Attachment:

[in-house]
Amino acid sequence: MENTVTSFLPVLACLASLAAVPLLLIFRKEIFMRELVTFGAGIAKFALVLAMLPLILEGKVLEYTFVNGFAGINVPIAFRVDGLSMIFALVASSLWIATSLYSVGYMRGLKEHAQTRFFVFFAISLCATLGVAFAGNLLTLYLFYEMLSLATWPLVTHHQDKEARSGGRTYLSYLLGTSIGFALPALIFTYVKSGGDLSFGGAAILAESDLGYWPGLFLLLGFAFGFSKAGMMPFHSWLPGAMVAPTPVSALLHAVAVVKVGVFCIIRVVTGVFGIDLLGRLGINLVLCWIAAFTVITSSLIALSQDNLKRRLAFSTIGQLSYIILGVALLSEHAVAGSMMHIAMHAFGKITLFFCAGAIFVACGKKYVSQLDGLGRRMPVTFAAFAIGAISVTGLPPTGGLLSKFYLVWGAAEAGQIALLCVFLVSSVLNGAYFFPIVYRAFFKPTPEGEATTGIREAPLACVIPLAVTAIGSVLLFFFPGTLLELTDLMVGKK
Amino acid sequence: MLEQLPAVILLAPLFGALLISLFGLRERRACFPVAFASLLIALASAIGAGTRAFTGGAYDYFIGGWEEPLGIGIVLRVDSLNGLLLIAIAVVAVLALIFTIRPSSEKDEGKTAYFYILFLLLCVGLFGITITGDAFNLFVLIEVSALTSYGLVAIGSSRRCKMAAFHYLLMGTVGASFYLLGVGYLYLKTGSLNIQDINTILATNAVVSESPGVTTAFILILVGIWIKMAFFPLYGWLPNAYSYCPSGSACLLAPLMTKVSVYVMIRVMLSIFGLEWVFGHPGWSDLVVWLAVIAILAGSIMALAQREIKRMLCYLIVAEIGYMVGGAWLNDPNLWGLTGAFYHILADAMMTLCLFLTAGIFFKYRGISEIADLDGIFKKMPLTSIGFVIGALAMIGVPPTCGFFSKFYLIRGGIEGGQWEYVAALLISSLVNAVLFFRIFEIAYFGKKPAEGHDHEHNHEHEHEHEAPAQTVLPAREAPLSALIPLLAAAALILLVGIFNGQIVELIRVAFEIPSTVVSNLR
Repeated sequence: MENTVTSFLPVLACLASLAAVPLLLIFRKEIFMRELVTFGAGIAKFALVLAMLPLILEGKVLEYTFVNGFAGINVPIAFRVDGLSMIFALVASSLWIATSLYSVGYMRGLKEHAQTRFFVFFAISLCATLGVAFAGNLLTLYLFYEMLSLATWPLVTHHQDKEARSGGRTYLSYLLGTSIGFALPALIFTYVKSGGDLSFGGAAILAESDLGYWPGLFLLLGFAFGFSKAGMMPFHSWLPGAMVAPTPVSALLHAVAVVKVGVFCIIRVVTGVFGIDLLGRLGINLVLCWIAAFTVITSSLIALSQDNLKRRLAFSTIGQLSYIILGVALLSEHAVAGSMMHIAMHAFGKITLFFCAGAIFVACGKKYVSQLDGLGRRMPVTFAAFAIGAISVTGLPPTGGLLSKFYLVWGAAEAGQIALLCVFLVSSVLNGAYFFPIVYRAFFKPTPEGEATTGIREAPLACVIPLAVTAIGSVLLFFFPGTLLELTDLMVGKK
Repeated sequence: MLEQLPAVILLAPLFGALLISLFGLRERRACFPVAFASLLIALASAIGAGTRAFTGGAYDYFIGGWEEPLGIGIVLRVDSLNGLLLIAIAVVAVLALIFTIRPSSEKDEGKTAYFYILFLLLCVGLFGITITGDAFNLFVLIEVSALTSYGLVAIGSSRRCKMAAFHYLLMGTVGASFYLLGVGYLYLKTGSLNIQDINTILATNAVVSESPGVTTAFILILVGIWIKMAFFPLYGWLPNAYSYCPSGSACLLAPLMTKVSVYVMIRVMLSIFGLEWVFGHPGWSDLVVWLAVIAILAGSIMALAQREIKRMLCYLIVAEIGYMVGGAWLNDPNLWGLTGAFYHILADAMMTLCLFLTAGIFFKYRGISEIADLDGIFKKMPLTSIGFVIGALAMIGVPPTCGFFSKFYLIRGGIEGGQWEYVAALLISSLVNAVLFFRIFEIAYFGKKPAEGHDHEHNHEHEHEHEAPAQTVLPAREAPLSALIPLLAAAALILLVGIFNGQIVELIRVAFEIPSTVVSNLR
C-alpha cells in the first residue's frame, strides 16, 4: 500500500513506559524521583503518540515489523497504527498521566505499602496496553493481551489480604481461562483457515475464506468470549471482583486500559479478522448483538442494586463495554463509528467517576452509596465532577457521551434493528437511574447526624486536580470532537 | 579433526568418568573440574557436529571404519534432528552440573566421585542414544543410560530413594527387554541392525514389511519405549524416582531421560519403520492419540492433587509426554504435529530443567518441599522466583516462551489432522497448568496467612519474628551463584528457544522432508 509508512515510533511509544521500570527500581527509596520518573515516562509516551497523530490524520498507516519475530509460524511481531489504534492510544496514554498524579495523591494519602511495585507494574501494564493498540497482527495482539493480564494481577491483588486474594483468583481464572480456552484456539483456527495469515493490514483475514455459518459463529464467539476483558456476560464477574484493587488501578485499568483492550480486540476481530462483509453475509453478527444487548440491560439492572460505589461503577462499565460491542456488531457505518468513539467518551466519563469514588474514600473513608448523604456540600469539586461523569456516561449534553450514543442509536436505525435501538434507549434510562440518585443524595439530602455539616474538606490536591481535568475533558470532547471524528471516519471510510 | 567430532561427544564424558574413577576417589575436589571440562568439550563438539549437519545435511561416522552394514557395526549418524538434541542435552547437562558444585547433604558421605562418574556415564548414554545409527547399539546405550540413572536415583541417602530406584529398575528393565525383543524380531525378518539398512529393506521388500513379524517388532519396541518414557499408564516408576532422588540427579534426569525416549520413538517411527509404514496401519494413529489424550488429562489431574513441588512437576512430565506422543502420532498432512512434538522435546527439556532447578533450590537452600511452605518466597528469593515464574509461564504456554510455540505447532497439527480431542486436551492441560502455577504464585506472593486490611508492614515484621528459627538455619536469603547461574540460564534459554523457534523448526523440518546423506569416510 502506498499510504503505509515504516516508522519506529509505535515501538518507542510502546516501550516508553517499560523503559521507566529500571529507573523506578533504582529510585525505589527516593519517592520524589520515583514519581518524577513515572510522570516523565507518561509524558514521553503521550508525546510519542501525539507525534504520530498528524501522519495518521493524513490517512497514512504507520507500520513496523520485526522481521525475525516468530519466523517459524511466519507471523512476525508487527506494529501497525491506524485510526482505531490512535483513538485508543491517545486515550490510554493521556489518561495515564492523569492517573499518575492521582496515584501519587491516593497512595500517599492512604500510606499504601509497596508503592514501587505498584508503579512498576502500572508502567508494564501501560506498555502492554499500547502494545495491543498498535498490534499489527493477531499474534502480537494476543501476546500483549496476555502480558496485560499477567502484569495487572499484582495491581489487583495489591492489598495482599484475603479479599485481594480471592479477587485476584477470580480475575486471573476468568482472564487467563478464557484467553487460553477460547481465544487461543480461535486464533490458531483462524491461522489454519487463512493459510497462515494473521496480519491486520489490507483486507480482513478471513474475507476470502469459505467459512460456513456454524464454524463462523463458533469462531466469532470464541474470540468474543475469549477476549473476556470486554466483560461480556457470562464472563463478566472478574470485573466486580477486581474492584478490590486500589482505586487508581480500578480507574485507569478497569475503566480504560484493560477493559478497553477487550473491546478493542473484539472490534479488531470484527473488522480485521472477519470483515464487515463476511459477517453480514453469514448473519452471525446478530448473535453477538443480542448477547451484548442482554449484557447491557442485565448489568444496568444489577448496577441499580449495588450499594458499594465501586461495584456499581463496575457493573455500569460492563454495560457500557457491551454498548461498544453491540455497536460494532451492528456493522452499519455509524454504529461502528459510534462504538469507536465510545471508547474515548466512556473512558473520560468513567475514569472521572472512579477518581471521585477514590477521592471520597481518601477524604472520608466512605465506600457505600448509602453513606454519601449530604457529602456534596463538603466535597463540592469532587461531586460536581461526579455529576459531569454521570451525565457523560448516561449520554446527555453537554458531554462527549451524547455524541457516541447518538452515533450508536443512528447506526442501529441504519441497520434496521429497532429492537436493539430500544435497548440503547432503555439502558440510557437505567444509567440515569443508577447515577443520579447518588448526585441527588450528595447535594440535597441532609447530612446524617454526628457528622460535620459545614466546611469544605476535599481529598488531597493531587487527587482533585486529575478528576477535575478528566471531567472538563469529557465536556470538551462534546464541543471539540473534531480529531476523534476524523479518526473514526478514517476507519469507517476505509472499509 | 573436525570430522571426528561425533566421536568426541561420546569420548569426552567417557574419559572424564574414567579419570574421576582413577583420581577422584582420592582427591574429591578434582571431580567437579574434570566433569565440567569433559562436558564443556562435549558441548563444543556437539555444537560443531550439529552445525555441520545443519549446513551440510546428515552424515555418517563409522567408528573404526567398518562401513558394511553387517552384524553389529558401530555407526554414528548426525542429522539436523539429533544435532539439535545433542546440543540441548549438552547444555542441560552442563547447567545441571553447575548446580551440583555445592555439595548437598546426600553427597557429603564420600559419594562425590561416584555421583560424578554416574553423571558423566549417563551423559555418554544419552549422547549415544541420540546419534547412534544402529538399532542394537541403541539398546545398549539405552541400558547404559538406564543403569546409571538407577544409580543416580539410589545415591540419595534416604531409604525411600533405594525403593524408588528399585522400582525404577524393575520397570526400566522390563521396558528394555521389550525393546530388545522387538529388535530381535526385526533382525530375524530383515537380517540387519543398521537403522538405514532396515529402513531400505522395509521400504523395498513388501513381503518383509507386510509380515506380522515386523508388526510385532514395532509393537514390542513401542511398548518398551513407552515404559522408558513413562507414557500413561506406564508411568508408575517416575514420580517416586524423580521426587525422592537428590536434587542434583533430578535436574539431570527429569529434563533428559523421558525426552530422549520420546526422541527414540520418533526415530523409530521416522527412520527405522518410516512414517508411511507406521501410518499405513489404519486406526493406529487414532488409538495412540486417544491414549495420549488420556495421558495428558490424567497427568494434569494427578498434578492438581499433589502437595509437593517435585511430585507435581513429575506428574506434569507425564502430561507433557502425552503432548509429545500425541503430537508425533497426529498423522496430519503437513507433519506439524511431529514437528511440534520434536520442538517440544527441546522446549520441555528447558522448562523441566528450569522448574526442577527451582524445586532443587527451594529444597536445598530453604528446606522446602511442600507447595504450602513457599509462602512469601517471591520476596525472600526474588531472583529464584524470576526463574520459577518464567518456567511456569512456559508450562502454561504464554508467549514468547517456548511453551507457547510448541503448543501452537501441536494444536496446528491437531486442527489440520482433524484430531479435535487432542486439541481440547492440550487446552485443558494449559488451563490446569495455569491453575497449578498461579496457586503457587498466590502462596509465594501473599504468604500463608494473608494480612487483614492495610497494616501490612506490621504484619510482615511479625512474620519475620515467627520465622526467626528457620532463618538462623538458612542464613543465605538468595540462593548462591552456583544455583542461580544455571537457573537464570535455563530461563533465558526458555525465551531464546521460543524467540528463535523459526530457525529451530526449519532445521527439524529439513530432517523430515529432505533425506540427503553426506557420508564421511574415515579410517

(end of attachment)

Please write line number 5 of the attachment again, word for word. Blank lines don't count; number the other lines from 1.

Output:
Repeated sequence: MLEQLPAVILLAPLFGALLISLFGLRERRACFPVAFASLLIALASAIGAGTRAFTGGAYDYFIGGWEEPLGIGIVLRVDSLNGLLLIAIAVVAVLALIFTIRPSSEKDEGKTAYFYILFLLLCVGLFGITITGDAFNLFVLIEVSALTSYGLVAIGSSRRCKMAAFHYLLMGTVGASFYLLGVGYLYLKTGSLNIQDINTILATNAVVSESPGVTTAFILILVGIWIKMAFFPLYGWLPNAYSYCPSGSACLLAPLMTKVSVYVMIRVMLSIFGLEWVFGHPGWSDLVVWLAVIAILAGSIMALAQREIKRMLCYLIVAEIGYMVGGAWLNDPNLWGLTGAFYHILADAMMTLCLFLTAGIFFKYRGISEIADLDGIFKKMPLTSIGFVIGALAMIGVPPTCGFFSKFYLIRGGIEGGQWEYVAALLISSLVNAVLFFRIFEIAYFGKKPAEGHDHEHNHEHEHEHEAPAQTVLPAREAPLSALIPLLAAAALILLVGIFNGQIVELIRVAFEIPSTVVSNLR